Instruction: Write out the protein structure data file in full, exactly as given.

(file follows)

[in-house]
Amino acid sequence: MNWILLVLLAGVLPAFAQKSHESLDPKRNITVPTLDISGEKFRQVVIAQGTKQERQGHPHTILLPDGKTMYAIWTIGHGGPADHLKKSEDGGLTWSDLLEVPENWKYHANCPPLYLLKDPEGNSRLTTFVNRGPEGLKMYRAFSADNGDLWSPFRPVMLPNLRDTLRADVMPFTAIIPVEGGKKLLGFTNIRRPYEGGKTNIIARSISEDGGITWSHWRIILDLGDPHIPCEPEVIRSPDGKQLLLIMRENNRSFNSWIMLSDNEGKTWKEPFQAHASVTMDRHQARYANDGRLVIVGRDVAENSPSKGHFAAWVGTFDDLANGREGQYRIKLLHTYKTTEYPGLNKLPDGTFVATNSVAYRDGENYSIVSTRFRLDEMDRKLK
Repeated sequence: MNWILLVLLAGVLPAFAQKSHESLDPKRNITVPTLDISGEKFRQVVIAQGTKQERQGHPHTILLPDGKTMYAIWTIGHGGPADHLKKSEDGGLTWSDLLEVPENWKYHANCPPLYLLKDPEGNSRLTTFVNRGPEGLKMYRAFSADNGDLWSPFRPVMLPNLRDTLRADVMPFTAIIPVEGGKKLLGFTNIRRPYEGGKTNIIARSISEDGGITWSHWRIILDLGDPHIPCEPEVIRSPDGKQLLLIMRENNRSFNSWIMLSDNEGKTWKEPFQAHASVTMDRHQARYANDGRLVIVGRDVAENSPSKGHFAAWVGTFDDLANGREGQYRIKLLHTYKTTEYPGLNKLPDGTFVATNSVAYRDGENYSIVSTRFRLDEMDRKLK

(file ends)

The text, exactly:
[in-house]
Amino acid sequence: MNWILLVLLAGVLPAFAQKSHESLDPKRNITVPTLDISGEKFRQVVIAQGTKQERQGHPHTILLPDGKTMYAIWTIGHGGPADHLKKSEDGGLTWSDLLEVPENWKYHANCPPLYLLKDPEGNSRLTTFVNRGPEGLKMYRAFSADNGDLWSPFRPVMLPNLRDTLRADVMPFTAIIPVEGGKKLLGFTNIRRPYEGGKTNIIARSISEDGGITWSHWRIILDLGDPHIPCEPEVIRSPDGKQLLLIMRENNRSFNSWIMLSDNEGKTWKEPFQAHASVTMDRHQARYANDGRLVIVGRDVAENSPSKGHFAAWVGTFDDLANGREGQYRIKLLHTYKTTEYPGLNKLPDGTFVATNSVAYRDGENYSIVSTRFRLDEMDRKLK
Repeated sequence: MNWILLVLLAGVLPAFAQKSHESLDPKRNITVPTLDISGEKFRQVVIAQGTKQERQGHPHTILLPDGKTMYAIWTIGHGGPADHLKKSEDGGLTWSDLLEVPENWKYHANCPPLYLLKDPEGNSRLTTFVNRGPEGLKMYRAFSADNGDLWSPFRPVMLPNLRDTLRADVMPFTAIIPVEGGKKLLGFTNIRRPYEGGKTNIIARSISEDGGITWSHWRIILDLGDPHIPCEPEVIRSPDGKQLLLIMRENNRSFNSWIMLSDNEGKTWKEPFQAHASVTMDRHQARYANDGRLVIVGRDVAENSPSKGHFAAWVGTFDDLANGREGQYRIKLLHTYKTTEYPGLNKLPDGTFVATNSVAYRDGENYSIVSTRFRLDEMDRKLK